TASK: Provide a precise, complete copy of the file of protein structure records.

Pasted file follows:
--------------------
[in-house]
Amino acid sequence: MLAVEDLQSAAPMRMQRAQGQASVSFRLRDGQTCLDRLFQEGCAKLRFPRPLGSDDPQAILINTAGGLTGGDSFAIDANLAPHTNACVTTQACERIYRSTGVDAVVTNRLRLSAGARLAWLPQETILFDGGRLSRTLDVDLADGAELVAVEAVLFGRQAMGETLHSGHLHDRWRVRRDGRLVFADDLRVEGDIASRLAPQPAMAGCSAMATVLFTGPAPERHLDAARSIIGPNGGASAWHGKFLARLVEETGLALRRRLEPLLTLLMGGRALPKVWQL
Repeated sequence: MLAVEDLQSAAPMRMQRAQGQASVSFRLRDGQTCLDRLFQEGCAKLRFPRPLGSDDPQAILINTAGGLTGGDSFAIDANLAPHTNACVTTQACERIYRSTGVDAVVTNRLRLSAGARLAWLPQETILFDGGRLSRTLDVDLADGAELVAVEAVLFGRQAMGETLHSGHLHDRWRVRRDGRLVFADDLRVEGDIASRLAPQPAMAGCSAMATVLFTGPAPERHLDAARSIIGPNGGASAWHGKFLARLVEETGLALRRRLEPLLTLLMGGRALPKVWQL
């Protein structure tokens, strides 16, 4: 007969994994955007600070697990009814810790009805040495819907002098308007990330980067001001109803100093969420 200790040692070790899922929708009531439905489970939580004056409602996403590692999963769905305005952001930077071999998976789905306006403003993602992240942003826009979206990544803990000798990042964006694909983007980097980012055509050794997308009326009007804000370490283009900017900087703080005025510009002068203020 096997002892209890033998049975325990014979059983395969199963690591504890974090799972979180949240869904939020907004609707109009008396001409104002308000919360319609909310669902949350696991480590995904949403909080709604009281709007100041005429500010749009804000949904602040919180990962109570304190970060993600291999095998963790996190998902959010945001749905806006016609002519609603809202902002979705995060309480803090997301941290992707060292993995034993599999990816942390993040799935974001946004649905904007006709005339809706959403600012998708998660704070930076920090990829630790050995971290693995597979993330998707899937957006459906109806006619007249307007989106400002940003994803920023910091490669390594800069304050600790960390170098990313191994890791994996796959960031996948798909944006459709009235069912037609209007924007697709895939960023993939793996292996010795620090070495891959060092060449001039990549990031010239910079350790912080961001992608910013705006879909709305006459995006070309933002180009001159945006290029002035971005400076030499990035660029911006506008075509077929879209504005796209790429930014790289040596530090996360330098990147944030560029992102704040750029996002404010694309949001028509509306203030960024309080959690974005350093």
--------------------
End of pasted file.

[in-house]
Amino acid sequence: MLAVEDLQSAAPMRMQRAQGQASVSFRLRDGQTCLDRLFQEGCAKLRFPRPLGSDDPQAILINTAGGLTGGDSFAIDANLAPHTNACVTTQACERIYRSTGVDAVVTNRLRLSAGARLAWLPQETILFDGGRLSRTLDVDLADGAELVAVEAVLFGRQAMGETLHSGHLHDRWRVRRDGRLVFADDLRVEGDIASRLAPQPAMAGCSAMATVLFTGPAPERHLDAARSIIGPNGGASAWHGKFLARLVEETGLALRRRLEPLLTLLMGGRALPKVWQL
Repeated sequence: MLAVEDLQSAAPMRMQRAQGQASVSFRLRDGQTCLDRLFQEGCAKLRFPRPLGSDDPQAILINTAGGLTGGDSFAIDANLAPHTNACVTTQACERIYRSTGVDAVVTNRLRLSAGARLAWLPQETILFDGGRLSRTLDVDLADGAELVAVEAVLFGRQAMGETLHSGHLHDRWRVRRDGRLVFADDLRVEGDIASRLAPQPAMAGCSAMATVLFTGPAPERHLDAARSIIGPNGGASAWHGKFLARLVEETGLALRRRLEPLLTLLMGGRALPKVWQL
């Protein structure tokens, strides 16, 4: 007969994994955007600070697990009814810790009805040495819907002098308007990330980067001001109803100093969420 200790040692070790899922929708009531439905489970939580004056409602996403590692999963769905305005952001930077071999998976789905306006403003993602992240942003826009979206990544803990000798990042964006694909983007980097980012055509050794997308009326009007804000370490283009900017900087703080005025510009002068203020 096997002892209890033998049975325990014979059983395969199963690591504890974090799972979180949240869904939020907004609707109009008396001409104002308000919360319609909310669902949350696991480590995904949403909080709604009281709007100041005429500010749009804000949904602040919180990962109570304190970060993600291999095998963790996190998902959010945001749905806006016609002519609603809202902002979705995060309480803090997301941290992707060292993995034993599999990816942390993040799935974001946004649905904007006709005339809706959403600012998708998660704070930076920090990829630790050995971290693995597979993330998707899937957006459906109806006619007249307007989106400002940003994803920023910091490669390594800069304050600790960390170098990313191994890791994996796959960031996948798909944006459709009235069912037609209007924007697709895939960023993939793996292996010795620090070495891959060092060449001039990549990031010239910079350790912080961001992608910013705006879909709305006459995006070309933002180009001159945006290029002035971005400076030499990035660029911006506008075509077929879209504005796209790429930014790289040596530090996360330098990147944030560029992102704040750029996002404010694309949001028509509306203030960024309080959690974005350093």